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Asia and Pacific Overview of the HIV Epidemic and Response JVR Prasada Rao Regional Support Team Asia & Pacific Bangkok ICAAP, Kobe, July 2005.

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Presentation on theme: "Asia and Pacific Overview of the HIV Epidemic and Response JVR Prasada Rao Regional Support Team Asia & Pacific Bangkok ICAAP, Kobe, July 2005."— Presentation transcript:

1 Asia and Pacific Overview of the HIV Epidemic and Response JVR Prasada Rao Regional Support Team Asia & Pacific Bangkok ICAAP, Kobe, July 2005

2 What data do we know? What does the data mean? What should be done?

3 No let up in the relentless progress of the epidemic and time is running out to deal with this epidemic at a relatively low cost…..

4 1985 <5% High Risk Group > 5% High Risk Group >1%Antenatal Women

5 1993 <5% High Risk Group > 5% High Risk Group

6 1998 <5% High Risk Group > 5% High Risk Group >1%Antenatal Women

7 2004 <5% High Risk Group > 5% High Risk Group >1%Antenatal Women 8 M HIV+ I M new Infections 0.5 M deaths

8 Hot spots 2004 <5% High Risk Group > 5% High Risk Group >1%Antenatal Women

9 What does the data mean?

10 National prevalence compared to prevalence among ANC in selected sites,

11 Poverty reduction: projected MDG 1 erosion UNAIDS-ADB Impact of HIV/AIDS on Poverty in Cambodia, India, Thailand and Viet Nam. India Cambodia

12 Drivers of the epidemic: familiar pattern in countries Source: Thai Working Group on HIV/AIDS Projections, % IDU SW 26 % 90% SW Spouse 5% IDU 5% 50% Spouse SW 15% IDU 20% MTCT 15%

13 Epidemic closer to African pattern and potential Driven by multi-partner male-female sex Sex with more than one partner in past year >50% Male : female prevalence about equal (versus 3 : 1 in Asia) Pacific: a different epidemic Lessons from Papua New Guinea

14 What should be done?

15 Annual new HIV infection in Asia and the Pacific with and without intervention, Source: UNAIDS estimates (derived from Lancet article, July 6, 2002 with data for 2004)

16 Core Minimum Package Promotion of condoms, lubricants and treatment of STIs for male and female sex workers and their clients Clean needles, substitution treatment for IDUs Delay of sexual intercourse, monogamy and condom use for young people Voluntary counselling and testing Prevention of mother-to-child transmission Access to ART and other treatment

17 No impact can be achieved without reaching the critical threshold Coverage 60% Behaviour change of vulnerable communities 80% of ART for eligible HIV positive ( 50% by 2005)

18 Policy options: financial losses with different levels of care and prevention,

19 Expanded response impact on new infections, prevalence, death, and financial loss by 2010 Cumulative New Infections (Millions) HIV+ Adults and Children (Millions) Cumulative AIDS Deaths (Millions) Cumulative Financial Loss (Billions) Baseline: Low prevention and care Expanded response: Limited prevention with expanded ARV

20 Are we doing enough?

21 Poor coverage 1% 5.4% 8% 19% Source: WHO (2004). Coverage of Selected Services for HIV/AIDS Prevention, Care and Support in Low and Middle Income Countries in 2003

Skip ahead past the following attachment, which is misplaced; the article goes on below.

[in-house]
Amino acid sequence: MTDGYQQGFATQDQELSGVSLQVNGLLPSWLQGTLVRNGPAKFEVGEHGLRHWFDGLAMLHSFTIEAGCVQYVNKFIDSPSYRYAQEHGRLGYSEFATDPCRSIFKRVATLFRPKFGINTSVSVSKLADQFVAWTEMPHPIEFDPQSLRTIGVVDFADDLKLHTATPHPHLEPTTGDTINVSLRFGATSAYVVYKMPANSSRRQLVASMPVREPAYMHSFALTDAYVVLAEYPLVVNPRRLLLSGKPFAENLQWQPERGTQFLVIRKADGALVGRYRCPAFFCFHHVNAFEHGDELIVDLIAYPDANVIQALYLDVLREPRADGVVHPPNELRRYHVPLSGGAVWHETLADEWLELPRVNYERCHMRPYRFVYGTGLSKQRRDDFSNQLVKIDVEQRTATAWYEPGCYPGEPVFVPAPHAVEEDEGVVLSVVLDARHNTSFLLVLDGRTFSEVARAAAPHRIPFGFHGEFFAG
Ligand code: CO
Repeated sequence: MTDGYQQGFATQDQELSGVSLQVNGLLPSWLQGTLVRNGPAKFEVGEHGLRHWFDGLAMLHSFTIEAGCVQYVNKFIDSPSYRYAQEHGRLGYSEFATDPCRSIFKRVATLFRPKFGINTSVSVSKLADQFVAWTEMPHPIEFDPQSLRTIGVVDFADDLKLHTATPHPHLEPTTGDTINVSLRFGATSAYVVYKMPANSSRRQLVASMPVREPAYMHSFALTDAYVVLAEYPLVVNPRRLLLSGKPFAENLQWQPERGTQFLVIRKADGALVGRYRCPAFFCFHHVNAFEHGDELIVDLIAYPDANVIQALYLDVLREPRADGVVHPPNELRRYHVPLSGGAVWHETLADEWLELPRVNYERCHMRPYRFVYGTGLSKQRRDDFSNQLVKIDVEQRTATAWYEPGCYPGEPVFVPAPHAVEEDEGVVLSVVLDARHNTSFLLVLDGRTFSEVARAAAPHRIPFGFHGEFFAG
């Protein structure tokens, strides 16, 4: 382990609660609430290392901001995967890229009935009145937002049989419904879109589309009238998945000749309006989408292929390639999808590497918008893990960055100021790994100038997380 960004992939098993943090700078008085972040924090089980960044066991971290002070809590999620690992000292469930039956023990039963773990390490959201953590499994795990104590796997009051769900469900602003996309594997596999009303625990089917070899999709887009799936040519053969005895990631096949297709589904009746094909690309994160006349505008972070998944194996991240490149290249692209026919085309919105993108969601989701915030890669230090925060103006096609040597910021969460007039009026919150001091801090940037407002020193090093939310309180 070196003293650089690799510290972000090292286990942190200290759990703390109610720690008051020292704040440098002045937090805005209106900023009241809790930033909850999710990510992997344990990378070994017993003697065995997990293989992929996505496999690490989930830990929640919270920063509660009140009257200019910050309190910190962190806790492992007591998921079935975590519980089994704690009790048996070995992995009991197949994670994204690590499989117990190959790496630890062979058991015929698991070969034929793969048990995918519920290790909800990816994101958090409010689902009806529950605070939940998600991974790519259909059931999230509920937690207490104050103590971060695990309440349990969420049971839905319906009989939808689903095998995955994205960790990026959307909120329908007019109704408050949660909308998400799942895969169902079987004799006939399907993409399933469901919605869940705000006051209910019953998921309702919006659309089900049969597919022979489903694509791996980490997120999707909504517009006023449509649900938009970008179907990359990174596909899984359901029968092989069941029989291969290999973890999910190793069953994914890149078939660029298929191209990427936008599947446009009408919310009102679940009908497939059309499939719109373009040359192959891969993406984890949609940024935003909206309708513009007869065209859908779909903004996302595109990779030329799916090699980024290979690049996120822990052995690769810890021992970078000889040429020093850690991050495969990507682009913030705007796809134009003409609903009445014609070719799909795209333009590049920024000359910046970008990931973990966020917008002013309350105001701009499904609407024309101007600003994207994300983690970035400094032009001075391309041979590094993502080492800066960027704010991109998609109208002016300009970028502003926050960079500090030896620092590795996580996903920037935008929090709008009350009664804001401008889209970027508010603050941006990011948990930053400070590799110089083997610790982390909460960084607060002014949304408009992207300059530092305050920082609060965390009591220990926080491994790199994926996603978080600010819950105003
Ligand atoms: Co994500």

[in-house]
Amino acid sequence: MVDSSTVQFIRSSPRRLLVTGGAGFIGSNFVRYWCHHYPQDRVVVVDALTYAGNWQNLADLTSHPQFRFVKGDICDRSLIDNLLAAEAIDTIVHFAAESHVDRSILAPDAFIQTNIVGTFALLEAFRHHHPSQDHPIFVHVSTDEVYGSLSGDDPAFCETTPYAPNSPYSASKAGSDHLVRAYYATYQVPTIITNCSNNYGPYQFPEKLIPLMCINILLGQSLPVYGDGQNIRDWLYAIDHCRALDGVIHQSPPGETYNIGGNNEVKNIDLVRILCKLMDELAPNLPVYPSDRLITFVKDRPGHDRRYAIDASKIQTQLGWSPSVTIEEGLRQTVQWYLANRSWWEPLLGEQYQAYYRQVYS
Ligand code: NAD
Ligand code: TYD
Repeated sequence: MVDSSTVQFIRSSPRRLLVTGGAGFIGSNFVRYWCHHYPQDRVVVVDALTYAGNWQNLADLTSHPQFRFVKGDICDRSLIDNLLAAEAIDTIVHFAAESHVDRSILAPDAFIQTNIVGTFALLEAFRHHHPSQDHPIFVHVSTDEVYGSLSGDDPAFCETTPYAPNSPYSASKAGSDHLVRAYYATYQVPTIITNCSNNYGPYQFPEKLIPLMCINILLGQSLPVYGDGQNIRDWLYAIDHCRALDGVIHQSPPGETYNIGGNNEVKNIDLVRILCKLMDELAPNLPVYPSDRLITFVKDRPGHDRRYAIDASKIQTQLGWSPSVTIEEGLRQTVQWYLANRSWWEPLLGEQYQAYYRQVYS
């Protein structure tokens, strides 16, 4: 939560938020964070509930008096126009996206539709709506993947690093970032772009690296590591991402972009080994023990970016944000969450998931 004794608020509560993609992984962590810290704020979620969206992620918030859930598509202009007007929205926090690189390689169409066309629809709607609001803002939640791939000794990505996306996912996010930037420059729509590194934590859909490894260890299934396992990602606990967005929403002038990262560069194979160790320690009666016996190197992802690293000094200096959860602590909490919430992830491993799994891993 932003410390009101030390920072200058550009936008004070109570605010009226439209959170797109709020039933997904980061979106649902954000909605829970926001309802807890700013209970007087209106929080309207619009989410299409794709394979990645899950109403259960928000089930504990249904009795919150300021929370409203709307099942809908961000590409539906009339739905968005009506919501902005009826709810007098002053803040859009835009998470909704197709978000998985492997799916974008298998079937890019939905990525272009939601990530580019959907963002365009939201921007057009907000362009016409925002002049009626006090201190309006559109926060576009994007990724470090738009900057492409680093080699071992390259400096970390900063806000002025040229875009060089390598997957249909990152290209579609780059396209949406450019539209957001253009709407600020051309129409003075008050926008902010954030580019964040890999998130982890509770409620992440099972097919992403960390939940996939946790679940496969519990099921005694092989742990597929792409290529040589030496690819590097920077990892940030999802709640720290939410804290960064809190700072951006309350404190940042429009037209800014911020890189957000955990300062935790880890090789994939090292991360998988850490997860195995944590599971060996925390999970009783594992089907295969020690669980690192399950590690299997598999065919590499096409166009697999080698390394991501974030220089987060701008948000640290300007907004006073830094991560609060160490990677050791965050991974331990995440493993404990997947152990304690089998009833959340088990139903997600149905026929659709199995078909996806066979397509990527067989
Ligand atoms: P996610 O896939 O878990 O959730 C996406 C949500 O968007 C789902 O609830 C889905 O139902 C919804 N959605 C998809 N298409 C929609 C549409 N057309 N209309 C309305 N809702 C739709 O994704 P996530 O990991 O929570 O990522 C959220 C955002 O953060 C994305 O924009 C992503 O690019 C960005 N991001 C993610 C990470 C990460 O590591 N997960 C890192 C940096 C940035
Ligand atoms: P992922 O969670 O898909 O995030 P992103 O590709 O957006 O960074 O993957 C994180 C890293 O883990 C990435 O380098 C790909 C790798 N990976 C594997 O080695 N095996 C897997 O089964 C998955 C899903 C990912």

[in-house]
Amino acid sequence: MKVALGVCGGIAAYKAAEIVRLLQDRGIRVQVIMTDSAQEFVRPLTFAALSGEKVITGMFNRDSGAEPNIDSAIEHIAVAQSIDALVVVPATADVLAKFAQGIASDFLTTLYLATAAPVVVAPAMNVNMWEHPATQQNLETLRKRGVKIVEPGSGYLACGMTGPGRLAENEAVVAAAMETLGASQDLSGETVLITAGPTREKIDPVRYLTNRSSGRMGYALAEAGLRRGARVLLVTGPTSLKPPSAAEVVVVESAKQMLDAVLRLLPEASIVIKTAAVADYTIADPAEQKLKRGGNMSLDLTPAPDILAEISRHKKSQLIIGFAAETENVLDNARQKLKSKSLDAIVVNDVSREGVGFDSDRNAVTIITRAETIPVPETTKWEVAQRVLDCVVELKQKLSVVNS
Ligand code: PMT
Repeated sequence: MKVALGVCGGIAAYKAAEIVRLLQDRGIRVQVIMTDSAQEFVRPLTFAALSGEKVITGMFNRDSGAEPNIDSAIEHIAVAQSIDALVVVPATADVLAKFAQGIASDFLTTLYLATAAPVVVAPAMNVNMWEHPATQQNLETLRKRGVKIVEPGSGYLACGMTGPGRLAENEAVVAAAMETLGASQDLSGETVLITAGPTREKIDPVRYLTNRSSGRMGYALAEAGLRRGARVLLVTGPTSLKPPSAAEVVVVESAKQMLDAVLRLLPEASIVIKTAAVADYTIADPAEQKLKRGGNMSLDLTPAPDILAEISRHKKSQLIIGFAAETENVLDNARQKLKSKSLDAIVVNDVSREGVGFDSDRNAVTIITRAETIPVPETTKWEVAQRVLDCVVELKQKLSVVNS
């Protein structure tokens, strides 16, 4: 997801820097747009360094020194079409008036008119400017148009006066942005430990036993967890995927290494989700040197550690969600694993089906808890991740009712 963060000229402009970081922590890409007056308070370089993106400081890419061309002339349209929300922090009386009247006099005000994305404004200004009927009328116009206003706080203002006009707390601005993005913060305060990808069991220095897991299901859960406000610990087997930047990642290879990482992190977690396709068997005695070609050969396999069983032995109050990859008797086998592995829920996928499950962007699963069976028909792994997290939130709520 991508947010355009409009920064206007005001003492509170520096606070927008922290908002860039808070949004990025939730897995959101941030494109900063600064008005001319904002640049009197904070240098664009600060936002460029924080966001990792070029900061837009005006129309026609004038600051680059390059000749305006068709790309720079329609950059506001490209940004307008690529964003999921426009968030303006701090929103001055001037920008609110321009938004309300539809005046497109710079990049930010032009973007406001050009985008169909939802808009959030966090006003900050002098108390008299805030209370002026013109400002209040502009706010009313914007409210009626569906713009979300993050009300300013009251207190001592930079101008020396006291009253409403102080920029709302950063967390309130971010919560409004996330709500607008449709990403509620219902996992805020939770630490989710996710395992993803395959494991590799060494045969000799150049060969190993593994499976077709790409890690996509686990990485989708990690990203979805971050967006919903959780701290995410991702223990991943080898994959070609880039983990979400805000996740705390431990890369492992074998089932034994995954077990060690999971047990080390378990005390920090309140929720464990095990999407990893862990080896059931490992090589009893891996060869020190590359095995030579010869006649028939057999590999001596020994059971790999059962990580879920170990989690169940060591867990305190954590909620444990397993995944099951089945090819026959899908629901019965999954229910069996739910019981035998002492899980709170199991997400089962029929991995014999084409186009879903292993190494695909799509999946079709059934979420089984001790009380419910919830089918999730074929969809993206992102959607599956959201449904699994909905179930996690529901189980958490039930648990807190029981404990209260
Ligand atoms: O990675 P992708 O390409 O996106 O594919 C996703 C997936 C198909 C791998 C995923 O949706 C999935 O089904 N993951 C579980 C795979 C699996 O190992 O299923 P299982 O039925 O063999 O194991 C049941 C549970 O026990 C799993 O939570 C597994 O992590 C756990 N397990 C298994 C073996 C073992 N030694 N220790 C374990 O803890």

22 Poor coverage: proportion of people with advanced HIV infection receiving ART, 2004

23 Why the response is not enough

24 Countries with head of state leadership of national AIDS committee: 2 Countries with multisectoral policy: 9 Countries with multi ministerial programs: 3 Countries with regular surveillance: 3 Countries with national M+E: 1 Why the response is not enough: Leadership and Commitment

25 Why the response is not enough: Rising resource gaps US$ (Billions) Estimated Resource Available Estimated Resource Needs

26 We can afford it ! … Moreover, the region as a whole can well afford these investments. Even the peak resource need of US$5.1 billion annually for the years is just 4 per cent of current regional health expenditure (2001). ADB/UNAIDS (2004) Asia-Pacifics Opportunity: Investing To Avert An HIV/AIDS Crisis

27 Why the response is not enough: Decreasing budgets Philippines Thailand Peso (millions)Baht (millions)

28 Funding Government GFATM UN Agencies Bi-laterals Civil society Prevention Others Monitoring and Evaluation Care, Support and Treatment National Response Why do we need the Three Ones?

29 United Nations agencies –improving coordination –defining responsibilities Multilateral institutions –eliminating overlaps –concentrating on comparative advantages Civil society –speaking with one voice Why the response is not enough: Partners

30 We can do it!

31 If actions are prioritised based on solid quantitative and qualitative data If top leadership of national governments move from commitment to action If support from the international community is unified under Three Ones principle If civil society is vibrant, acting both as partner and watchdog If resources are substantially stepped up immediately If only…

32 The Silent Tsunami... …requires an emergency-like response in Asia and Pacific

33 Staying focused Sometimes the snake charmer gets so engrossed in playing the flute he forgets what is important : catching the snake or playing the flute ….


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